The parade, which started as a political movement in 1969 in New York City, has become a celebratory event. And a way for people to behave like children when it comes to free stuff. I was baffled by the behaviour of these 30-something couples in the crowd who were acting like immature idiots (to put it mildly) in a bid to attract attention of those who were handing out or throwing free stuff into the crowd. Useless stuff like magnets. And, stickers. And, shiny bead necklaces. Stuff that you would throw out once you got home. But, I digress.

vinay and nimesh

It was the 30th Pride Parade for Pride Toronto, and as I sat alone gulping down ice-cold water at my favourite Vietnamese restaurant after a long tiring day at the pride parade, I wondered, if the parade is a way to celebrate one’s sexuality, where were the South Asians? I did spot a few here and there in the crowd, and a few marching with pride. But, being the fastest growing largest minority in the GTA, shouldn’t there have been more of us?

And, if you are reading this, fellow South Asians, we need you to represent the community at Pride next year! You copy that?

Author: Sanchari Sur

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Celebrating Canada day the desi way!

Posted on 30 June 2010 by .

When Ashia lived in Pakistan, she said her family dreamed of a better life: Peace, safety, better jobs and better education.

Ashia, a college student and an employee at McDonald’s moved with her family to Canada in 2003. “Everything we’ve ever dreamed of, we found in this country,” she says. “Peace, safety, growth opportunities and good lives. My family and siblings are very happy and are in good schools with good teachers.”

So Ashia, whose family celebrates every Canada Day, says she’ll wave the flag with pride on July 1.

“In the last few years, I have been celebrating Canada Day with my children in downtown Toronto where I live. We walk around Harbourfront centre to see the lively entertainment, and we go to Mel Lastman Square, watch and enjoy all the people dressed up in the ‘Canadian spirit,’ waving flags, singing and dancing. My children love to get their faces painted, and always enjoy an ice cream cone, or ‘real lemon’ squeezed lemonade,” shares Pallavi Gupta, an employee of YMCA.

Canada Day celebrates the events that occurred on July 1, 1867, when the British North America Act created the Canadian federal government. The BNA Act proclaimed one Dominion under the name of Canada,” hence the original title of the holiday was Dominion Day. Dominion Day was officially renamed “Canada Day” by an Act of Parliament on October 27, 1982. This change reflected the policy of successive governments to down play Canada’s colonial origins.

Picnics? What better way to relax than to take the whole family to a park or conservation area and enjoy the summer sun, swimming, playing frisbee or football, and barbequing family favourites such as hot dogs and burgers.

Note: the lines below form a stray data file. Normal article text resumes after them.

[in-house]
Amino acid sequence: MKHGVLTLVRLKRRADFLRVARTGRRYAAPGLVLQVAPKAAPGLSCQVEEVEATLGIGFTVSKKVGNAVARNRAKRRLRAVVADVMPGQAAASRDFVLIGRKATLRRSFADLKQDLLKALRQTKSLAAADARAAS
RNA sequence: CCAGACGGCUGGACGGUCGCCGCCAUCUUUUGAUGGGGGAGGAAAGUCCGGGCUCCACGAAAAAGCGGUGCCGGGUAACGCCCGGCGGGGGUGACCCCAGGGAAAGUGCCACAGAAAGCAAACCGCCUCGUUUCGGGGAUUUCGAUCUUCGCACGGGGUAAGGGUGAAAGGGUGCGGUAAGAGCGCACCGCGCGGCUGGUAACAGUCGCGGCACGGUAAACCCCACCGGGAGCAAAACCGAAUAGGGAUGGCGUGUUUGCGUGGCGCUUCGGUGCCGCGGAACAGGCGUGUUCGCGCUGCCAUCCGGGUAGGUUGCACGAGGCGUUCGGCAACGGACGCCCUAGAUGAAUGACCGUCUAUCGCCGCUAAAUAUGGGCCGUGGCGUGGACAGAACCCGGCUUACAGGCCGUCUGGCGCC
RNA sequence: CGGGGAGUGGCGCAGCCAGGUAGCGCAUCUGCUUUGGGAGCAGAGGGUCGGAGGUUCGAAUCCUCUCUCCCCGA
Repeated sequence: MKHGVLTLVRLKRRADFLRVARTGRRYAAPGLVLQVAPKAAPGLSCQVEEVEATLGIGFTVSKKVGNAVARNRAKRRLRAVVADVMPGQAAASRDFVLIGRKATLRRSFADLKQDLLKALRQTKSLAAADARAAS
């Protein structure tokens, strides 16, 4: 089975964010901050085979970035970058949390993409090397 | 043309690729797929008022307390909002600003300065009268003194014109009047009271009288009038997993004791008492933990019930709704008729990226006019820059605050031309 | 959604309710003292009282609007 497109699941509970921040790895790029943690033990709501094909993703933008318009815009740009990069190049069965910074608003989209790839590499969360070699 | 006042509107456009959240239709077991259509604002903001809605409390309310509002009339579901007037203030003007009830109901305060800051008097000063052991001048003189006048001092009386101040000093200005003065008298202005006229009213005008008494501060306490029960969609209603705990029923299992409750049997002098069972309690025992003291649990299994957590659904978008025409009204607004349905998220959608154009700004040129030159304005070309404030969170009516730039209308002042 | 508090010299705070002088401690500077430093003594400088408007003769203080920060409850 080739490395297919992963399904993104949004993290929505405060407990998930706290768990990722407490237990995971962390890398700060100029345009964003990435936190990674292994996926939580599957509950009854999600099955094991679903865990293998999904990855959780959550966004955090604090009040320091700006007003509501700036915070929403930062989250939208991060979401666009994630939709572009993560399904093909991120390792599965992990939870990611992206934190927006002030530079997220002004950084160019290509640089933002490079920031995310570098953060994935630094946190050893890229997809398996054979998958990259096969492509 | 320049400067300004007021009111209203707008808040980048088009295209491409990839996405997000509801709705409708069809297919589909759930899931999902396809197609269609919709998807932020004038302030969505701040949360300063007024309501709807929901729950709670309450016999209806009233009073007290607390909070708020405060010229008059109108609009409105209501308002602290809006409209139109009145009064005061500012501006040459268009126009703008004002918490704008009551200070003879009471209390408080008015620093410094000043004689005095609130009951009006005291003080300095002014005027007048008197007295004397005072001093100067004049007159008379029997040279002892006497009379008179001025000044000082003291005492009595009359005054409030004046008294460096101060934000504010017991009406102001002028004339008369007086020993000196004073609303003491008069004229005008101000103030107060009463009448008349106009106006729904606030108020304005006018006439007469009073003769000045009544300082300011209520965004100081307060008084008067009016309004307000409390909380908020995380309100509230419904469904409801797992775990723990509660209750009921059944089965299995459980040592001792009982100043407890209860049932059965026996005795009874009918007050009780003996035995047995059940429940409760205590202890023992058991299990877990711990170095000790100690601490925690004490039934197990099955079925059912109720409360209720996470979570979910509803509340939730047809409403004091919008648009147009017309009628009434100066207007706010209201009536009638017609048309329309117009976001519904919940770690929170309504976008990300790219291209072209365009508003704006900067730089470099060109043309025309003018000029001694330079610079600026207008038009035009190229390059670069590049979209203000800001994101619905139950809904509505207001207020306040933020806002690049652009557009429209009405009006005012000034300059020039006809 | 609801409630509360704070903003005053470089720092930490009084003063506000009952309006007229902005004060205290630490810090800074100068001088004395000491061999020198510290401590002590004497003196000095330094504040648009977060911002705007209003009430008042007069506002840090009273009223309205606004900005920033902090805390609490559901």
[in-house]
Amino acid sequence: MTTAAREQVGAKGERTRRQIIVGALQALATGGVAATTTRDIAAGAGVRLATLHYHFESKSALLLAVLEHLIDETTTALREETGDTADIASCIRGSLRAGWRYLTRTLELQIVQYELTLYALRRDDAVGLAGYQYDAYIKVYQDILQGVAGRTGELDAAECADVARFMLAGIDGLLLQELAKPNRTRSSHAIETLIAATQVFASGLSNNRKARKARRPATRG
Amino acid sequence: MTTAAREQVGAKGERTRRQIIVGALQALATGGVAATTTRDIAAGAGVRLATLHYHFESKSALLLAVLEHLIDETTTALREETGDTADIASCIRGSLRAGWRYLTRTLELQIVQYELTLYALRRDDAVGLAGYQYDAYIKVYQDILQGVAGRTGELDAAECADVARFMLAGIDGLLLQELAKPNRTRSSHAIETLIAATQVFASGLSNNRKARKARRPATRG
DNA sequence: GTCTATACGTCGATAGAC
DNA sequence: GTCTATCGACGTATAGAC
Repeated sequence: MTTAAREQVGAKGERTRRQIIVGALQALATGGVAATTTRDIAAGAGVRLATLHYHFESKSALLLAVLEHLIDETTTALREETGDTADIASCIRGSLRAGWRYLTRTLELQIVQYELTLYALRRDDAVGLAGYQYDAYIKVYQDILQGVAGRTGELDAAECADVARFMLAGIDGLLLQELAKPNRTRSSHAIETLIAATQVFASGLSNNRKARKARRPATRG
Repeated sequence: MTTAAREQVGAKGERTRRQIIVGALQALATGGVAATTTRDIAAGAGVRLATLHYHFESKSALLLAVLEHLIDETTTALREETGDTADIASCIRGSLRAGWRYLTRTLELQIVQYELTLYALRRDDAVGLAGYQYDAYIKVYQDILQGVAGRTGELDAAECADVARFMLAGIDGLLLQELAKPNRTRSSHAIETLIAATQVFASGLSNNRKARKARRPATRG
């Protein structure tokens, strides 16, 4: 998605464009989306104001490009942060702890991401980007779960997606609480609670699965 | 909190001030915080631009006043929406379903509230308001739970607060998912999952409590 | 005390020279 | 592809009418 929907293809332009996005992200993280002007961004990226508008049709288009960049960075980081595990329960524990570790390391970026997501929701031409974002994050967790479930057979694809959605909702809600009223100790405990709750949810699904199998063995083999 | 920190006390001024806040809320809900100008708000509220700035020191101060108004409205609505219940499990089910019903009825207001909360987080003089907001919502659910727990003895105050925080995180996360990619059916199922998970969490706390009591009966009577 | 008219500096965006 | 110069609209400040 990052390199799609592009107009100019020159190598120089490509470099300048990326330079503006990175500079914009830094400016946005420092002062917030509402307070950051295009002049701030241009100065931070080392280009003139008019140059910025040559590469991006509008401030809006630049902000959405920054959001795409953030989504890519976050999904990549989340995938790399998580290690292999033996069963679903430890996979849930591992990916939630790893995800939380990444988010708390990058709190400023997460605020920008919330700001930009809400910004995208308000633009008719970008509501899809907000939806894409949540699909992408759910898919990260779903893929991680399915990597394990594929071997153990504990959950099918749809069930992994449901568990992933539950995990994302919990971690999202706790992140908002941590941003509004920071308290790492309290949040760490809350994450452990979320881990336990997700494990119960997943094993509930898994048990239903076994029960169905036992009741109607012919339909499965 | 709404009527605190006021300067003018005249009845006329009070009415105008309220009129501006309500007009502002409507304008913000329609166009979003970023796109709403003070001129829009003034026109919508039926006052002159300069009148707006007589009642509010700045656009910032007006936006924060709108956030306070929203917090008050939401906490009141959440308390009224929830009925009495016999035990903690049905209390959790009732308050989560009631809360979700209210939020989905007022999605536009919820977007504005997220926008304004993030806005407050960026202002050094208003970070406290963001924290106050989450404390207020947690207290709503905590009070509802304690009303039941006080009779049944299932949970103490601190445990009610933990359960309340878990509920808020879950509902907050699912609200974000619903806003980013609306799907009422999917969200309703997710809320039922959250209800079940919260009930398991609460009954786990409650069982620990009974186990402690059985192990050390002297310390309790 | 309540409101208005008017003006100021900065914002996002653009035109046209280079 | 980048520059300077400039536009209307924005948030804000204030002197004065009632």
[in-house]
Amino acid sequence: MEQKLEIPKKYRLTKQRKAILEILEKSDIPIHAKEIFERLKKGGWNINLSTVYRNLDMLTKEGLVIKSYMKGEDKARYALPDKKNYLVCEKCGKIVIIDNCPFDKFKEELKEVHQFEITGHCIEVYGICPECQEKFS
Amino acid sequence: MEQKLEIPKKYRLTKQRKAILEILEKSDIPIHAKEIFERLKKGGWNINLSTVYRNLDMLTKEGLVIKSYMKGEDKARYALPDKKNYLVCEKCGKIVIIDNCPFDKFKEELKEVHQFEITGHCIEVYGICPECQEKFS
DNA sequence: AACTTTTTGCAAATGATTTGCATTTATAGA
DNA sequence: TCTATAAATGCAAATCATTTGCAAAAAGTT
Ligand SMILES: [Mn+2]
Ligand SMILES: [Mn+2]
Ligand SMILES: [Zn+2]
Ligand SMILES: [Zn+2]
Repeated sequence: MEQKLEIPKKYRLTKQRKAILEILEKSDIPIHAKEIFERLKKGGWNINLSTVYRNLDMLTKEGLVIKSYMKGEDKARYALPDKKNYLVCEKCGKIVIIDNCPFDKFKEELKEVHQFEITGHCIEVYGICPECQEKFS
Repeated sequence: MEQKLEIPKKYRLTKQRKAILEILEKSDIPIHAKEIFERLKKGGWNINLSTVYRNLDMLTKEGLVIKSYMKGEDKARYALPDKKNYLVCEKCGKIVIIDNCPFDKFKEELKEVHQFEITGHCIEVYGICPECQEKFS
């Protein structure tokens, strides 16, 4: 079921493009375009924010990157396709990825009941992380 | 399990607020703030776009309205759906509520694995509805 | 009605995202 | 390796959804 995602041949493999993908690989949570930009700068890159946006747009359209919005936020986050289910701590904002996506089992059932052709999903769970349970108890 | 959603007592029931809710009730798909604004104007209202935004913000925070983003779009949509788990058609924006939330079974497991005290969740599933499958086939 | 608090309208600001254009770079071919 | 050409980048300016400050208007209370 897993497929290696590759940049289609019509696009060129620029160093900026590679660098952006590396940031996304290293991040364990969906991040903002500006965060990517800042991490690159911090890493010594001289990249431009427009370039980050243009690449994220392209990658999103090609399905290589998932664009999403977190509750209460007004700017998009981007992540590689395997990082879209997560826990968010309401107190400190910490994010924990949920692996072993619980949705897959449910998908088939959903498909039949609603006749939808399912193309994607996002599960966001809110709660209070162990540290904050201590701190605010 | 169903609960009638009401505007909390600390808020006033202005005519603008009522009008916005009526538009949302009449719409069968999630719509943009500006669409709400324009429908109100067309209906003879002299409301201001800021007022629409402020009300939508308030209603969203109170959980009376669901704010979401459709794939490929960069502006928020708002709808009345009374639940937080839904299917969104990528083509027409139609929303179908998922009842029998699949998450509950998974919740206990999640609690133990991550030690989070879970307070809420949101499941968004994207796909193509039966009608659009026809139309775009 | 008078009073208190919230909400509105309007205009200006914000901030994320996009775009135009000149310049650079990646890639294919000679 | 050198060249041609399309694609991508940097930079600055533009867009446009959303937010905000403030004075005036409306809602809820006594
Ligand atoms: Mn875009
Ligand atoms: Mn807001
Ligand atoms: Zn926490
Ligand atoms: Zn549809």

So enjoy a family picnic in the grass, and celebrate Canada Day the old-fashioned way. With glowing hearts, play outdoor games and enjoy live music from the past.

What would Canada Day be without fireworks? Reena Saboo says that she never misses the fireworks on Canada day! We always see the sky lit up with extravagant fireworks that leaves us oooh’ing and awww’ing for days. All I can say is `its   grand and fantastic. ”A perfect way to cap off the evening. Wishing readers a happy Canada Day Generation Next gives you the list of events going on in Toronto and GTA! Read on.



  • Mel Lastman Square – The 2010 Canada Day celebrations at Mel Lastman Square start off  with activities that promote healthy living for kids. This is also an opportunity to meet Olympic athletes like team Canada hockey player and gold medalist Vicky Sunohara, 2010 Olympic medalist Speed Skater Kristina Groves and Gold Medal winning short track speed skaters Charles and Francois Hamelin. Around the Square see magicians, jugglers, fire-breathers, urban dancers and live music performances and more!
  • Black Creek Pioneer Village – Enjoy your journey back to Toronto life in1867. Festivities run from 11 am – 5 pm.
  • Caledon – Live music and family oriented activities from 11 am – 4 pm.
  • Downs-view park – Enjoy free amusement rides along with tribal dance and fire works from 11 am – 11pm.
  • Campbell House – A lawn party featuring strawberry cake lemonade and fiddle music from 11 am – 4 pm.
  • Chin International Picnic – Begins at noon with a flag raising ceremony and includes South Asian shopping bazaar and more.
  • Festival of fire – Lighting up the Ontario Place with pyrotechnics themed to Canadian music. The show begins at 10.30 pm.
  • Harbourfront zcenter – Events running from noon to 11 pm include a citizenship ceremony, canoe rides.
  • Streetsville- Mississauga– A candlelight celebration on Main Street includes a concert, crafts and cake. A native dance group and the Mississauga school of dance are main stage performers.
  • Yonge-Dundas Square – Multicultural groups from Toronto will perform folk dances from around the world. The place also features an art, craft and food market.